Although reading presents challenges for nearly every child, those with reading disabilities struggle inordinately — and, until recently, inexplicably. Reading and other learning problems that used to be attributed to laziness, experts now agree, often have causes that no amount of hard work can completely overcome.
As with most learning disabilities, the exact cause of reading disabilities is unknown. However, recent studies suggest that structural and/or functional brain problems may cause people with reading disorders to identify and sequence phonemes less efficiently and to have a harder time making associations within the context of what they read than do normally progressing readers. This neurobiological difference, if it exists, suggests the potential for future medical treatments for reading disabilities. In the meantime, most experts agree that the best course of action is early recognition of problems, followed by sound strategies to help struggling readers.
Helping a child who is struggling with reading begins with recognizing signs of struggle. The following are some of the most common signs indicating a problem in one of the three main developmental areas of reading:
Dyslexia is one of the most common reading disabilities, affecting as many as 15 percent of all Americans. Contrary to a common misconception, dyslexia is not characterized by letter or word reversal but by a simple inability to decode, or break down, words into phonemes. Reading requires the ability to map the phonemes we hear to letters on a page, and vice versa, making this a painstaking process for someone with dyslexia.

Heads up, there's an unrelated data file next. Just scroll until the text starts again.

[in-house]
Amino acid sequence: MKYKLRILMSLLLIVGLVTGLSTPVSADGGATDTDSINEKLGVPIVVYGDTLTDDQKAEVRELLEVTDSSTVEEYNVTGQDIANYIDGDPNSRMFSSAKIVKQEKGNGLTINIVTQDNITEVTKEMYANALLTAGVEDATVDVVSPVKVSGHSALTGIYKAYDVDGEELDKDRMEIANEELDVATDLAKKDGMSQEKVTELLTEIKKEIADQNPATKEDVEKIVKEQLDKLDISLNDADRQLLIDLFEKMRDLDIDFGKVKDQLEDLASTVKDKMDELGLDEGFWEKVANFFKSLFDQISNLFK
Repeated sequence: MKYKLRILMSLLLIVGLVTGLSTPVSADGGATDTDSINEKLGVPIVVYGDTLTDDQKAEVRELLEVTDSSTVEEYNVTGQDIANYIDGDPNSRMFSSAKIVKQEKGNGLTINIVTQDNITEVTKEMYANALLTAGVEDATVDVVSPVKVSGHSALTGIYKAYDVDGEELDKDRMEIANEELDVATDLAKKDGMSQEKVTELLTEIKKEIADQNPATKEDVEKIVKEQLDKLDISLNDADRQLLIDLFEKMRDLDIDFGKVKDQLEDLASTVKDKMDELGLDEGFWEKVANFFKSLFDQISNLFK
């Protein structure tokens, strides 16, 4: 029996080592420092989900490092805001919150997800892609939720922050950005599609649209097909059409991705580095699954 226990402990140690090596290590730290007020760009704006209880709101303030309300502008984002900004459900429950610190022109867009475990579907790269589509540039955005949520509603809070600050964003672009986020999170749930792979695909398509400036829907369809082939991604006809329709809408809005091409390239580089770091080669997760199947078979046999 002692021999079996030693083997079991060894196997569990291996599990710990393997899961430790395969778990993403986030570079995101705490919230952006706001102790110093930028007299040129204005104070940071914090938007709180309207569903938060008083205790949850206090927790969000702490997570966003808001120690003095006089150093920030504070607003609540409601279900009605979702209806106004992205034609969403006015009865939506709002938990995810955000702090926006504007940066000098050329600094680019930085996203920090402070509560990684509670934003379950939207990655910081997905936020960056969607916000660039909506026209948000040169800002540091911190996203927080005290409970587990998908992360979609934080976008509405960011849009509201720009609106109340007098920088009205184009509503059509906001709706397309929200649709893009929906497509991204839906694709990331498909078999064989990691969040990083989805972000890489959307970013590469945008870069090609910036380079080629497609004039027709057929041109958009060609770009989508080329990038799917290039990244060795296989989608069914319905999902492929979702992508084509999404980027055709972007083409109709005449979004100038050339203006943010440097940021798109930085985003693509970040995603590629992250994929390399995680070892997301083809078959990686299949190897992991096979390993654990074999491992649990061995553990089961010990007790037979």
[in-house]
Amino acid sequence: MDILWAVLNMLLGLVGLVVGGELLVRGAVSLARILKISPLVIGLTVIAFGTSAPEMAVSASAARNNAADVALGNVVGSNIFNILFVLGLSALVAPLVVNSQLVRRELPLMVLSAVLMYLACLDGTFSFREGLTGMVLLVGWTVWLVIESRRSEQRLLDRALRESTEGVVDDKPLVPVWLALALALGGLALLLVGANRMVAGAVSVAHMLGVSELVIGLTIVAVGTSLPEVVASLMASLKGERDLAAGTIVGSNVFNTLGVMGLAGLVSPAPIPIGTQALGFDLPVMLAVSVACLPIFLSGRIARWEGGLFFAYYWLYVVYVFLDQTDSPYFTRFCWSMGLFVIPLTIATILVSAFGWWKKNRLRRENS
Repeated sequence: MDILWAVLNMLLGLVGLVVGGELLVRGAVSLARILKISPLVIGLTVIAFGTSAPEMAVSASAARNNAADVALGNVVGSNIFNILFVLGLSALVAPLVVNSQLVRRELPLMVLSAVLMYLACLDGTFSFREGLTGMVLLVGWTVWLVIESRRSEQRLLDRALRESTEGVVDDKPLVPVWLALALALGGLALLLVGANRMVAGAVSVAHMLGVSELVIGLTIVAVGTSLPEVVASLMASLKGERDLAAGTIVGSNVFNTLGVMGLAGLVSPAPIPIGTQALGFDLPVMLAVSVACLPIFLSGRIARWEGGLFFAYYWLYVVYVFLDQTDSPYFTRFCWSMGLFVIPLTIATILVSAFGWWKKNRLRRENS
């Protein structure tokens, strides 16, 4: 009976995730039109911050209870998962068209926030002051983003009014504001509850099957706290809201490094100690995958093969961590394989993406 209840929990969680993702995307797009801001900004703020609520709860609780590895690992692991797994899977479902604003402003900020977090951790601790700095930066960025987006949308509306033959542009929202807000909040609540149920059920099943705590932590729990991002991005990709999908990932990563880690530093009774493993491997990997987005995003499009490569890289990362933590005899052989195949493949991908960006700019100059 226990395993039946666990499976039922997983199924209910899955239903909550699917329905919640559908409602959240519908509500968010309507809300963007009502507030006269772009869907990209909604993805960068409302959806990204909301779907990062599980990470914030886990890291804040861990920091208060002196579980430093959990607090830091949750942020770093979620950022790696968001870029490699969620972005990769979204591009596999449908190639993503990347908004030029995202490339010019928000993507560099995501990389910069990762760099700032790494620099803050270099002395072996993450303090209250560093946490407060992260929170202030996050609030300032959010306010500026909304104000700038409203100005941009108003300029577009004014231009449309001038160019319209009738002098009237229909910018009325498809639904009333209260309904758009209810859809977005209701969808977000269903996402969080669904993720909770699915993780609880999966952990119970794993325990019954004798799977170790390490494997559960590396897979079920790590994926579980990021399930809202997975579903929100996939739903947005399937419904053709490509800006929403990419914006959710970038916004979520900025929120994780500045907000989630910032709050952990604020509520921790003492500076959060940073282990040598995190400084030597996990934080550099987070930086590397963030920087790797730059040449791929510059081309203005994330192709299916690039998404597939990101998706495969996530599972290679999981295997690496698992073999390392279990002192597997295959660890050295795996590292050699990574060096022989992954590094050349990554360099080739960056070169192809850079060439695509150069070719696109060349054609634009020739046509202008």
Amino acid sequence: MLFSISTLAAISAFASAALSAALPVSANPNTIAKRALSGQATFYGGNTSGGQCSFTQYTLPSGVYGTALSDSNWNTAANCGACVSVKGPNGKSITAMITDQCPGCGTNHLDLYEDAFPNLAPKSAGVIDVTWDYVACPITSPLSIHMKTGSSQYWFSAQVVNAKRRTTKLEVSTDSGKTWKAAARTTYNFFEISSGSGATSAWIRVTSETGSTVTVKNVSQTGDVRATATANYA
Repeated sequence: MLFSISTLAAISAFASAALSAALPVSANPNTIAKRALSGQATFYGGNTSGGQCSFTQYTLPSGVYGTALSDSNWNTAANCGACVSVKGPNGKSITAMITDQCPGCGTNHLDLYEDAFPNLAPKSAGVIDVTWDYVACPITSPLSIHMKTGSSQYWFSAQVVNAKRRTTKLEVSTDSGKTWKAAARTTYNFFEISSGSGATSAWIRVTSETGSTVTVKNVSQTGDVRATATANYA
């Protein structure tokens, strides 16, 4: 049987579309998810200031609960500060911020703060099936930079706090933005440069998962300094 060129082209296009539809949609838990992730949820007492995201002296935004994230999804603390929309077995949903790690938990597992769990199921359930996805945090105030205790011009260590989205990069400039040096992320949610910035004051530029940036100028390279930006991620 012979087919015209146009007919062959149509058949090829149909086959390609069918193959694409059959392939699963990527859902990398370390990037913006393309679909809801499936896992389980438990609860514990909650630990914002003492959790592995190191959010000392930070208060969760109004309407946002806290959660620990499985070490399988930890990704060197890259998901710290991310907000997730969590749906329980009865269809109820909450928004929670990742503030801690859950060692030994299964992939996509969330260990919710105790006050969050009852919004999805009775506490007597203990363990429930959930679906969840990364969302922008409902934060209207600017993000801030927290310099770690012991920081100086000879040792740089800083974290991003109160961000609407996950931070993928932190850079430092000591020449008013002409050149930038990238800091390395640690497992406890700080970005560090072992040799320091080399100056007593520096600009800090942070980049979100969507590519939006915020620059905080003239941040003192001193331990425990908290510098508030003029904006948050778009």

Signs of a decoding problem, or dyslexia, include:
Comprehension relies on a mastery of decoding. Children who struggle to decode find it difficult to understand and remember what has been read. Because their efforts to grasp individual words are so exhausting, they have very little mental energy left for understanding.
Signs of a problem with comprehension include:
Children are commonly asked to read passages and to answer questions, verbally or in writing, based on what they’ve read. This requires the ability to retain, which relies heavily on a child’s decoding proficiency and ability to comprehend what is read. As students progress through grade levels, they are expected to retain more and more of what they read — from third grade on, reading to learn is central to classroom work and, by high school, it is an essential task.
Signs of retention difficulty: